My blood pressure quest. Chapter 3: Mercury in my hair

by | Jan 8, 2021 | Functional Medicine, Heart Health, Nutrition & Diet | 0 comments

results of hair metals test

I had determined that testing my level of exposure to heavy metals could give me insight into the cause of my high blood pressure.

So I took a few snips of my hair and sent it to Great Plains Laboratory. You can see the results I got back. The test measures the levels of many different minerals, including generally healthy minerals like copper and zinc. But I want to draw attention to my levels of mercury.

detail of hair metals test

Ninety percent of people have hair mercury levels of less than 0.80 parts per million. My level was 1.7 parts per million. That’s not too surprising; mercury is everywhere in our environment – the air we breathe, the fillings in our mouths, and the food we eat. If there’s some biochemical weakness in my system that makes it harder for my body to rid itself of mercury, it’s likely to accumulate to a level that would raise my blood pressure.

I wanted to do something to support my body’s ability to clear mercury. about it. So I designed a detox program with five main components:

  • A healthy diet over all.
  • Limiting additional exposure to mercury.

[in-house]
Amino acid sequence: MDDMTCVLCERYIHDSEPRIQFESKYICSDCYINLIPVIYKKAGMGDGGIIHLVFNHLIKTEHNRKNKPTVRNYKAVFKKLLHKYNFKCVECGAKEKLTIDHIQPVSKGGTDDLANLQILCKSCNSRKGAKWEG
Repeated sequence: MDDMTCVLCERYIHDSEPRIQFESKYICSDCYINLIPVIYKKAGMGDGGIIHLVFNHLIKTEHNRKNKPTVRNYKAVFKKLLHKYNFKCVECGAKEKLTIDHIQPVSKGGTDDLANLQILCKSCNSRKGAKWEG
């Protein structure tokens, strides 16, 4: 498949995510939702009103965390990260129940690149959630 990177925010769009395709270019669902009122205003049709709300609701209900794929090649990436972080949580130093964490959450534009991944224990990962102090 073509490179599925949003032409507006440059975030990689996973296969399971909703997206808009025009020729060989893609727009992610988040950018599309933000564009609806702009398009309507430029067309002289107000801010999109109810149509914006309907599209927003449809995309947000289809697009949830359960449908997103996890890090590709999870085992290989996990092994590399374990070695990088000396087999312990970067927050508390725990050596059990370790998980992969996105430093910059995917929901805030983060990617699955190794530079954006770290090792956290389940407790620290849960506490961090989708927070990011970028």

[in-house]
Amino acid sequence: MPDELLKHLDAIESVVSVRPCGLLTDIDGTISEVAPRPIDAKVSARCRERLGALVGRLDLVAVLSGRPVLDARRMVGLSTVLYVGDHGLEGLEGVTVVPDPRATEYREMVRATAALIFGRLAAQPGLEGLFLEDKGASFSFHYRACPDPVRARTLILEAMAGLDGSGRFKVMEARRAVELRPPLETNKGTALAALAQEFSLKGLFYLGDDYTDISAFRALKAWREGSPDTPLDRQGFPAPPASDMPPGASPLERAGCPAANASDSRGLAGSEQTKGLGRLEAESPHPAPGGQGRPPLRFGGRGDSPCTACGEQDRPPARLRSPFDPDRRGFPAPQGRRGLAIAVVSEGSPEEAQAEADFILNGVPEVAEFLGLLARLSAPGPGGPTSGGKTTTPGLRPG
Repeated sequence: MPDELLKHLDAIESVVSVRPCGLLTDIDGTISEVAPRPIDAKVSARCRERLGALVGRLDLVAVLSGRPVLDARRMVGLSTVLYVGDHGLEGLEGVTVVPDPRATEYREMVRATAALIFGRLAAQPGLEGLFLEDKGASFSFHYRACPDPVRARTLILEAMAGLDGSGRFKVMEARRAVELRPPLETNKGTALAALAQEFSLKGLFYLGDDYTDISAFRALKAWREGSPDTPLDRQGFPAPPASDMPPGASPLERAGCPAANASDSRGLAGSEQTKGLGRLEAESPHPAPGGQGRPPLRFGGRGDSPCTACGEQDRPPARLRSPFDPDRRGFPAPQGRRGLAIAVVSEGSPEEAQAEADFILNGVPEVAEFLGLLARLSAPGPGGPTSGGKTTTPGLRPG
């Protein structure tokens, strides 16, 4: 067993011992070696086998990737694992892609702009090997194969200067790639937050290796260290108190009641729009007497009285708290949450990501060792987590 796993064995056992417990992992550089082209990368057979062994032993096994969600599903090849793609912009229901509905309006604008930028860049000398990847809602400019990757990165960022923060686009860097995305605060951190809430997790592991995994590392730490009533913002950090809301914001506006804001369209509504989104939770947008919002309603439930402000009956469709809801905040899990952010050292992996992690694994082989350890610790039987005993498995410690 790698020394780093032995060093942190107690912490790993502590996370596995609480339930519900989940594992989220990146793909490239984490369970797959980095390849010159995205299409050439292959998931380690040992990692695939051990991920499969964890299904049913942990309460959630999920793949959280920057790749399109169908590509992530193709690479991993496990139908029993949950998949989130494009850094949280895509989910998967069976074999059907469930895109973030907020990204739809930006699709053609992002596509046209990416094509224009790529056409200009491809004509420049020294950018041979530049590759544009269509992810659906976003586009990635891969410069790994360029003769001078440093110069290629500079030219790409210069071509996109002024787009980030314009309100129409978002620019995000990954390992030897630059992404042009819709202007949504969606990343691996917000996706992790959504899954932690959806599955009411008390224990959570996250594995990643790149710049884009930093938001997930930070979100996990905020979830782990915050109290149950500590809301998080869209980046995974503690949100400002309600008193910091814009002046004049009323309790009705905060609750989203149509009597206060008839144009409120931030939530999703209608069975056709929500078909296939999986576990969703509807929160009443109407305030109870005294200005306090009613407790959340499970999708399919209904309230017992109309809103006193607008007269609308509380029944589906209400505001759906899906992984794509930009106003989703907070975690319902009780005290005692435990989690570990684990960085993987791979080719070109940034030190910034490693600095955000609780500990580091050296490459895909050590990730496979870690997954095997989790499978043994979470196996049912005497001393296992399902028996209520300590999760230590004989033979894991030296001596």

• Something to bind to the mercury. Supplemental glutathione is best for this.
  • Something that carries the bound mercury through the intestinal tract so that it gets excreted in the feces.
  • For good measure, loading up on extra anti-oxidants to minimize the ill effects of mercury toxicity.

My plan

So the plan I devised for myself included limiting my intake of tuna (a high-mercury fish), plus the following nutrition supplements:

  • Glutathione (in liposomal form) – Glutathione binds to mercury. The liposomal form, in which the glutathione is contained in microscopic globules, is thought to  be most absorbable.
  • Chlorella and activated charcoal – these facilitate the excretion of the mercury-glutathione complex.
  • Haritaki – an herb often used in ayurvedic medicine for its “cleansing” properties
  • Other herbs – including cilantro, ashwaganda, rhodiola, eleuthero, green tea, and milk thistle.  Why not get the extra anti-oxidant power of a diverse array of plant species?

I planned to follow this program for a month or two, and then get my hair retested, monitoring my blood pressure in the meantime.

In the next chapter I’ll let you know my results.

Dr. Lavine has been an innovator in the use of movement and touch to promote health since 1981. He practices in New York City and Princeton, NJ.


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